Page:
American Society of Civil Engineers


Impact of a Major Storm on Sediment Exchanges between the Dunes, Beach, and Nearshore


by Aart Kroon, (Department of Geography, University of Copenhagen, Oster Voldgade 10, DK-1350 Copenhagen K., Denmark E-mail: ak@geogr.ku.dk), Susanne Quartel, (IMAU, Department of Physical Geography, Utrecht University, Heidelberglaan 2, 3584 CS Utrecht, Netherlands E-mail: s.quartel@geo.uu.nl), and Troels Aagaard, (Department of Geography, University of Copenhagen, Oster Voldgade 10, DK-1350 Copenhagen K., Denmark E-mail: taa@geogr.ku.dk)
Section: Storms II, pp. 951-962, (doi:  http://dx.doi.org/10.1061/40926(239)73)

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Document type: Conference Proceeding Paper
Part of: Coastal Sediments ’07
Abstract: The morphologic and volumetric changes of the dune foot, beach and inner nearshore zone over a major storm are studied on Egmond beach. The shoreline configuration of this beach showed an alongshore variation of embayments and horns, with an alongshore spacing between 400 and 700 m and a cross-shore amplitude of about 25 m. The response of the dune foot and intertidal beach was closely coupled to this alongshore variation, with major changes in the embayments (more reflective conditions) and small changes at the horns (more dissipative conditions). Overall, the upper beach and dune foot were eroding and flattened and the lower intertidal beach was accreting. The inner nearshore slope showed a steepening and a landward movement of e.g., the –3 m depth contour. The mechanisms that caused the changes are discussed and coupled to observed water levels in the nearshore These water levels altered and shifted the location of the transformed waves (asymmetric waves, breaking waves, bores and swash) in a cross-shore direction over the profiles.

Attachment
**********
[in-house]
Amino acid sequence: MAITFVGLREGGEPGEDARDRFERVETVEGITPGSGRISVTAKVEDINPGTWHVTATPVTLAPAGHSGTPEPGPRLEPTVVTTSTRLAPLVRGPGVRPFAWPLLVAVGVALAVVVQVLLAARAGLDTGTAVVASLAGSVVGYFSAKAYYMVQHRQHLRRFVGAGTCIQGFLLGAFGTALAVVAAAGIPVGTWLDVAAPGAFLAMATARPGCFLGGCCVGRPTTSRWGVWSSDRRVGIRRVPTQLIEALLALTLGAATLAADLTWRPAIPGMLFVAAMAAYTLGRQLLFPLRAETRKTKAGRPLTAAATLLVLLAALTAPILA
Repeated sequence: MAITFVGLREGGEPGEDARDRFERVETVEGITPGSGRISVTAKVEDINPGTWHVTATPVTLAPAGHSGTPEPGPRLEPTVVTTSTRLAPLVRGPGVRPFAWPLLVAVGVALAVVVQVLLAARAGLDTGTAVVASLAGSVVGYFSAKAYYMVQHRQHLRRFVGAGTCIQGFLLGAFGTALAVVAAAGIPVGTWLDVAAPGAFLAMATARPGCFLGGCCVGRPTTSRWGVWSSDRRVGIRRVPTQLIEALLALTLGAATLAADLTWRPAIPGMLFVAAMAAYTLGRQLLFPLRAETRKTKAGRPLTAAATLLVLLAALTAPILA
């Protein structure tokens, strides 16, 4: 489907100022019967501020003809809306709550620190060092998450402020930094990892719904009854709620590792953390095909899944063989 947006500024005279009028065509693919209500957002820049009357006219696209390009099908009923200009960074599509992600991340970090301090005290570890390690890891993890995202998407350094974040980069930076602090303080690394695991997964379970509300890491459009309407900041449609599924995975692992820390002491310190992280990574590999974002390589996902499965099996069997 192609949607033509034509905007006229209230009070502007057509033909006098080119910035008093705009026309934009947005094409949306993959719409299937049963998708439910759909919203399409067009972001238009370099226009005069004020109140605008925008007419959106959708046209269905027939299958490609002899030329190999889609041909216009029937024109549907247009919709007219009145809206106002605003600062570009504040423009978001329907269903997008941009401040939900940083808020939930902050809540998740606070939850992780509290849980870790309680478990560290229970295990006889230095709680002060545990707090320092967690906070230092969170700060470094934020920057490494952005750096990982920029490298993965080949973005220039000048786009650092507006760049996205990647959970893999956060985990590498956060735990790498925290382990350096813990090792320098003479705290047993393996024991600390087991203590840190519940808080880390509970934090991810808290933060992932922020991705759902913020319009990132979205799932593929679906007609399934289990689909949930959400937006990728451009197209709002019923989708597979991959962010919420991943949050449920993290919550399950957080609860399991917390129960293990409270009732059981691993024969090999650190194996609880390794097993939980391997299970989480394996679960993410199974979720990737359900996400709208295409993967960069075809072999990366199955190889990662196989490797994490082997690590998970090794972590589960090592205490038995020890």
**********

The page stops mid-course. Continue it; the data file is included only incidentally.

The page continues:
ASCE Subject Headings:
Sediment
Storms
Dunes
Nearshore